I first visited Hampi India 7 years back. When I had just started experimenting with my small but new digital camera, with a friend over a weekend from Bangalore. In my memory, it was one of the best trips I had. Hampi India with its majestic ruins stood out in my mental map of India. It had a vast serene environment with farms interspersed with royal palaces, beautiful temples, and long bazaars. Had an aura of perfect calmness amidst past glory. Stories of Tenali Ram played in my mind as I wandered through the place.
Last week on our way to the Western Ghats from Hyderabad, we stopped at Hampi. I again walked through this ruined city, which is now a world heritage site. I wanted to spend some time in that calmness that I had experienced then. And admire the rock structures as the sun goes down and when it comes up early morning. This time again I wanted to capture some of the city in my camera, for memories, and for sharing.
Hampi India – a UNESCO World Heritage Site
Alas! The place has changed so much. Last time I had gone on a weekend. This time on a weekday, the crowd was so much that I could see but not feel the place. People were jostling everywhere. There were long queues of school children who were being moved in queues through the monuments. And then made to stand for a group picture by the teachers. Open spaces were their playgrounds. I wonder if they were even told what the place is and what its significance is. I wonder if the teachers themselves knew anything about the importance of the place. They were all young women more worried about getting the right pose for their pictures.
Then there were buses full of tourists that came in the morning. As soon as they landed, drivers and conductors took out the huge cooking equipment and started cooking for the tourists. Making the whole place look like a huge picnic spot.
So many monuments had barricades erected around them. Last time there were no fences and no barricades. You could walk across any place. After all everything there is stone and what can people do to stones? But looking at the crowd on a weekday, I am sure the barricades were indeed required.
Vittala Temple & Stone Chariot
Vittala temple which has the signature stone chariot of Hampi can now be approached only on foot. Or you have to take a KM-long ride on the battery-operated golf carts. The ceiling of the Rang mandapa has fallen or is being restored, so you cannot enter it. The musical pillars have been acid-washed making them look freshly sculptured but devoid of the music that they emanate. I was told that no one is allowed to touch them now. While last time our guide actually played them for us. And even we with our untrained fingers tried to make some music out of them. Similarly, you have to stop way before the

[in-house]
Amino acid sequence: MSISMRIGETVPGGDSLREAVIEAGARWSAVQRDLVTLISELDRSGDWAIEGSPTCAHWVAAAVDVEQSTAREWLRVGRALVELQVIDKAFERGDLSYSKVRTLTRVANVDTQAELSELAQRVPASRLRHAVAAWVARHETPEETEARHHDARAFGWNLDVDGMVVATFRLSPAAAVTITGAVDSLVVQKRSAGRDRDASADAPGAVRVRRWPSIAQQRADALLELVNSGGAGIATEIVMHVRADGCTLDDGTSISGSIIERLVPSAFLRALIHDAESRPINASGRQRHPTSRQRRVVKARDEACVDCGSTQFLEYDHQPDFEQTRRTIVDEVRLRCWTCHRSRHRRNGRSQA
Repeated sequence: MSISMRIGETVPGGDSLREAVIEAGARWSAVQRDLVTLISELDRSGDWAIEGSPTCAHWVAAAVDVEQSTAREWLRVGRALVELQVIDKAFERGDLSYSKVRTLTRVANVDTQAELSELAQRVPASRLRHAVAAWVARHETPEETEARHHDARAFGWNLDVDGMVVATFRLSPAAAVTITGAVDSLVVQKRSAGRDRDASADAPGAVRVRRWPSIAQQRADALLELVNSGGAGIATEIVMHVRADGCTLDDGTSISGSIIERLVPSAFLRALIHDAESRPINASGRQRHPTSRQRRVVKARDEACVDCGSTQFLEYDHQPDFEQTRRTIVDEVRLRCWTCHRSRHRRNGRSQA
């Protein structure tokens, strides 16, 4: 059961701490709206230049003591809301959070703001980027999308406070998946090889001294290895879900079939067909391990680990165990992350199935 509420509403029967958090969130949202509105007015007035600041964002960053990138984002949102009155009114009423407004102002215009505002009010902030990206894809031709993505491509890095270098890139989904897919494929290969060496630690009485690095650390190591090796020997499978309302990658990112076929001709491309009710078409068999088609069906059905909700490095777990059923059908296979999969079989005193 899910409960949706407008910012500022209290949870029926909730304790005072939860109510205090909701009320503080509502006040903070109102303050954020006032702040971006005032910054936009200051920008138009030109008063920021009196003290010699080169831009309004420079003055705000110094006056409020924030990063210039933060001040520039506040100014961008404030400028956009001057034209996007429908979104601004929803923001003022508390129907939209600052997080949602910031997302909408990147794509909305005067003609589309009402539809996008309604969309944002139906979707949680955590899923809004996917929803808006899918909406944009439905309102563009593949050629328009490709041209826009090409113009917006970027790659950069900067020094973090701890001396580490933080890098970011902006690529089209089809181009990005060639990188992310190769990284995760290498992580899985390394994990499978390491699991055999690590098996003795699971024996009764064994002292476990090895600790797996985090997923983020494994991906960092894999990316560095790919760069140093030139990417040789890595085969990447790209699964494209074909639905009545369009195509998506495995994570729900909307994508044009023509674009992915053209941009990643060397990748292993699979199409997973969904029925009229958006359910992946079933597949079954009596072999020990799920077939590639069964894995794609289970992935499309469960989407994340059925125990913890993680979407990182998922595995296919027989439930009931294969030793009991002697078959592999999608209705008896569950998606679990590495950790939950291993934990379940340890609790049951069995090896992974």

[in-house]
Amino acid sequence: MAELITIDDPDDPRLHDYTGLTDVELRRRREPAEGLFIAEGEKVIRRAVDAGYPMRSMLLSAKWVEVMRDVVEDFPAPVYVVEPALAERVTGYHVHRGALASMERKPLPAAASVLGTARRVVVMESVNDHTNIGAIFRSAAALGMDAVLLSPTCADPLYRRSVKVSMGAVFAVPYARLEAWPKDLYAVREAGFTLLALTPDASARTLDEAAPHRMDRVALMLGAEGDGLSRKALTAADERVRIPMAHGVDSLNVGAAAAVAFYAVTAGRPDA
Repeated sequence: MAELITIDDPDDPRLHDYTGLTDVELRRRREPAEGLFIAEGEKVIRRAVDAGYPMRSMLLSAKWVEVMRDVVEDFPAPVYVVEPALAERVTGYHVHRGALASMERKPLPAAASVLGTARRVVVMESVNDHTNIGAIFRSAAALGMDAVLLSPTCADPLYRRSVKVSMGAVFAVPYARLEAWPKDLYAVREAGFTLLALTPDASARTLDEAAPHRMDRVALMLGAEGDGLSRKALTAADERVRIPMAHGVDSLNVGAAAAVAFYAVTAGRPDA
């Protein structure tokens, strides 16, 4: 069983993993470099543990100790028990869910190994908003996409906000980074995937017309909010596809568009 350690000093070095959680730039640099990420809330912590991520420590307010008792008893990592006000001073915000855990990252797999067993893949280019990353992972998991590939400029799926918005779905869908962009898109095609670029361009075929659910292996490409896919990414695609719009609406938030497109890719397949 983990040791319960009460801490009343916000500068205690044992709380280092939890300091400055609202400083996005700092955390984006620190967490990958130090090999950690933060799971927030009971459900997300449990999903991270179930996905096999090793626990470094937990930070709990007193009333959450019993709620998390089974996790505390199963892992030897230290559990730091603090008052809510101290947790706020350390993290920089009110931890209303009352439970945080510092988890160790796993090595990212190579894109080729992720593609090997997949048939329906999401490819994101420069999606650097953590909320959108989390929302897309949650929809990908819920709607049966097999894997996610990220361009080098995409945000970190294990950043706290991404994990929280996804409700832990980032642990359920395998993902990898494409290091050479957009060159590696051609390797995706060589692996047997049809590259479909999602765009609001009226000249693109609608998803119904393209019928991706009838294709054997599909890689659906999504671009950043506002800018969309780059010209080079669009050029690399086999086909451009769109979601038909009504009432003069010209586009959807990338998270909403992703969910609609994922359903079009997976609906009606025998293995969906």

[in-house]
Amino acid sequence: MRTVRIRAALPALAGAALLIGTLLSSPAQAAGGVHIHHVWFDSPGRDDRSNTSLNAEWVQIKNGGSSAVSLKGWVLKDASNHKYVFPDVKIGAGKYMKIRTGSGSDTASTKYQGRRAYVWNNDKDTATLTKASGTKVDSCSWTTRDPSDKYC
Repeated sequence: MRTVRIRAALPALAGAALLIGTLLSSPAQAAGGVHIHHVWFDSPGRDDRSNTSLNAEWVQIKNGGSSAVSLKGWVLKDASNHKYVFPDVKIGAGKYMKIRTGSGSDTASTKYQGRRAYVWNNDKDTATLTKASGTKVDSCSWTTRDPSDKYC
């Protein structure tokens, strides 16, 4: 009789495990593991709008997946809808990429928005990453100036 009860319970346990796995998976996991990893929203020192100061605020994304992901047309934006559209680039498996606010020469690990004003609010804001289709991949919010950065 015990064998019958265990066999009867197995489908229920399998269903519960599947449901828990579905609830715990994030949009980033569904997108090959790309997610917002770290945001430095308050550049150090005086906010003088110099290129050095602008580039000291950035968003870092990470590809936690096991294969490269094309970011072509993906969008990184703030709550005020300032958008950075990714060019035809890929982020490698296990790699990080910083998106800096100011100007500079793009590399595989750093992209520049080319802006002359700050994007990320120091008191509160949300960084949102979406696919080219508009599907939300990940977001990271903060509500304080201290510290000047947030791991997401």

Similarly, you have to stop way before the Virupaksha temple and then go further on the foot. The number of food stalls and pushcart vendors has also increased in proportion to the number of visitors. The surroundings of Virupaksha temple were filthy and you wonder why all this drama of not taking shoes inside the temple when right outside the temple there is so much filth. The guide fees have increased manifold. And literally, every monument had guide sellers, trying to tell you that visiting the place is useless without the guide.
We visited the stepwell and the festival platform early morning when the city was still waking up. I really enjoyed roaming around here. Finding various camera angles to capture the place and tried to imagine how this place would have looked on a festival day. There are lots of ruins around this area, where only the foundations of buildings remain. It made me think is that why they say the foundation of the building must be strong. The building may fall, but the foundations remain to tell the stories. The sheer symmetry of the stepwell makes it enchanting. You can look at it for a long time and not be bored because there is a design that holds your attention.
I do not remember seeing the fine paintings on the ceiling of the Virupaksha temple, which I admired this time. I also learned that Pampa Devi, an Avatar of Parvati is the local deity after whom the city was named. And it got distorted to its present name Hampi.
This time also I could not visit Anegundi but we drove through the road leading to it and it was a beautiful drive. There are stone hills on both sides of the road with finely balanced boulders. Which gives the impression that the stones could fall at any moment. But apparently, they have been hanging there forever. Small farms spread between these hills have big and small rocks scattered over them. The place gives a very artistic impression. As if the creator was playing with green and grey colors. On top of the hillocks here and there, you see small white temples and then from somewhere the steps lead to the temple.
Hampi India still had the serenity that I saw on my last trip. The unadulterated nature with no over-the-top modern buildings and billboards vying for your attention.
I wonder if one should revisit the most cherished places or not.
Recommend you to read the following travel blog on Tourist Places in Karnataka.